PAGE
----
The students I now teach at the University of Washington have more intellectual power at their fingertips than any group of students that have ever walked through these academic doors. And the group of students that will walk through these same doors, five years from now, will likely have double that intellectual power.
All this is possible, asserts Thomas Friedman in his new book, “Thank you for Being Late”, because of the exponential growth of knowledge now immediately available to all of us, largely due to three key forces; the globally connected internet, the mobile phone, and cloud storage with open source collaborations. where we harness the power of all of us, to help each of us know more.
But I am convinced that these same students have less interpersonal power than many groups before them-in part the result of these same forces- which is harming their ability to apply this new found intellectual power effectively. And interpersonal power is the most important quality of the two, for the globally-connected world we now inhabit.
Alan Alda, one of my favorite actors and author of the book, “If I understood you, would I have this look on my face?” highlights this challenge and is working to help scientists and others overcome it. Through a series of role-playing training exercises, couched in communication research, he helps scientists better understand their audiences, so they can better communicate their compelling ideas. It is all based on improving our ability to read others and communicate more effectively. In short, to develop emotional intelligence.
When I am asked what I teach in my Collaborative On-line International Learning (COIL) courses, I offer up a variety of content themes: Teaching about “Contemporary Social Problems”, “Debating skills”, “Environmental Science and Water Pollution”, “Religious Studies”, or “Creating Compelling Video Documentaries”, but the course themes are just a means to an end. What I really help students to learn is how to develop interpersonal relationships, to read others, to understand group dynamics and group roles, to develop cross-cultural radar skills, and to develop mental flexibility that results in empathetic understanding. And all of that leads to effect team-based problem-solving.
Often times, when students form their small global teams in these courses to solve an assigned global problem, they immediately want to get to work on researching and solving the problem, rather than getting to know their global team mates. They want to text and not call or Skype, and do it on their own time frame, not take the time to arrange to communicate synchronously. The result is more confusion, frustration and a low success rate in solving inevitable group conflicts.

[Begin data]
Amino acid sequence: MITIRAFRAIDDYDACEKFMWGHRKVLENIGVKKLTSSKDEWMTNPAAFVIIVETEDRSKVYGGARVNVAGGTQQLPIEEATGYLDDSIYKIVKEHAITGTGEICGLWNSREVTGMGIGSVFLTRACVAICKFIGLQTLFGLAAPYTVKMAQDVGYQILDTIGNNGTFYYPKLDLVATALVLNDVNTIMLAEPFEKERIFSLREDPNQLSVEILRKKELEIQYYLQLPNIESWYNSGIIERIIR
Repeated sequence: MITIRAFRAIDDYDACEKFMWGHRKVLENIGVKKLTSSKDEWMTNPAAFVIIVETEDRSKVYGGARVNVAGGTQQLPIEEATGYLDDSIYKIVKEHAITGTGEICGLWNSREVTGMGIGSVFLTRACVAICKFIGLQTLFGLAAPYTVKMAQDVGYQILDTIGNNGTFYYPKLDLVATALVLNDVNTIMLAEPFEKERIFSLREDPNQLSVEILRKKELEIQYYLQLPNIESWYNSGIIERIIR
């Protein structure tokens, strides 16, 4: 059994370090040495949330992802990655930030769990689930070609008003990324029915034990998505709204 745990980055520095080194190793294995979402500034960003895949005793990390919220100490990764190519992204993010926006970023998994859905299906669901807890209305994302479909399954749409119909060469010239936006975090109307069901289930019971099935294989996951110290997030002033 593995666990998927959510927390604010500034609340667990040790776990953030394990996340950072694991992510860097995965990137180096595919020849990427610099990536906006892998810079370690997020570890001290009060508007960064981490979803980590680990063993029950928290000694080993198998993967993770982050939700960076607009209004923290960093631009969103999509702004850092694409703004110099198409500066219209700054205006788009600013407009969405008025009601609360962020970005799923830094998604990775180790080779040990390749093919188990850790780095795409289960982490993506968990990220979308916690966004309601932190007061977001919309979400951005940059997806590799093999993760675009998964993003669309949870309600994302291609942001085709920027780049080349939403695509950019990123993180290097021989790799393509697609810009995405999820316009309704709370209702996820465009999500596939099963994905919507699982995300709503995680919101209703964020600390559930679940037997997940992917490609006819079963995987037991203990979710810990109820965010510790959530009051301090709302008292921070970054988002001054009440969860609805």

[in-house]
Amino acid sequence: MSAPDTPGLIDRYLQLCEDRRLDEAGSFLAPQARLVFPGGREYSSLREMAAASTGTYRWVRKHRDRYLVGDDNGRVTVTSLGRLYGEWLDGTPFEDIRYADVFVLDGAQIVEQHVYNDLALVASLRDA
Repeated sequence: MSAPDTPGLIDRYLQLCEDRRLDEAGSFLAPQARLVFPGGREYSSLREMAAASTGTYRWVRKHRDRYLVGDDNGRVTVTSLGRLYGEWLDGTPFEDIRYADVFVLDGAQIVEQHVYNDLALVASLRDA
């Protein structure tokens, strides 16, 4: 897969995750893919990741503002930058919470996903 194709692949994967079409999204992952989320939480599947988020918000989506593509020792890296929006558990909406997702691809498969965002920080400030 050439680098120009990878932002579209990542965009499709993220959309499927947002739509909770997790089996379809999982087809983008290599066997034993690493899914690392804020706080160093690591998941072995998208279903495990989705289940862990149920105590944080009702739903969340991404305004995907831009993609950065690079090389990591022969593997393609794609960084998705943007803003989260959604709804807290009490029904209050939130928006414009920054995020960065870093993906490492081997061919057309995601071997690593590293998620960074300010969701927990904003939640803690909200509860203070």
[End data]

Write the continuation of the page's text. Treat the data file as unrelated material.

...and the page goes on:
The title of Alda’s book assumes you can see “my face”, but if you can’t see it, or hear me, or get immediate feedback on my ideas, you start at a major disadvantage to understanding. And when we communicate and work together virtually-which is what makes up most of our daily interactions now-we risk losing huge swaths of non-verbal communication that is essential to accurate understanding of each other.
This is well -understood by the faculty I meet locally and internationally, and they express a strong hunger to explore how they can integrate new strategies into their courses to teach students these skills. What is less apparent to them, is how to find and begin working with other like-minded faculty internationally so that their students can get the needed practice in global team problem-solving.
Starting last spring, I began working with a team of university students to create a website for helping faculty find one another. I think of it as the Match.com for faculty who want to find international partners to team up with for their courses. We plan to launch it this fall, 2018 and it will be freely accessible to university faculty all around the world.
And, unlike Match.com, ours will be free to all, our own version of free open-source collaboration.
Greg Tuke, as a Fulbright-Nehru Fellow, will be teaching and working with faculty at several Indian universities, sharing strategies for implementing international collaborations within course work. This blog will chronicle key experiences and insights about international collaborative teaching and living in India. All opinions expressed are mine, and mine alone, and represent no other institutional affiliation.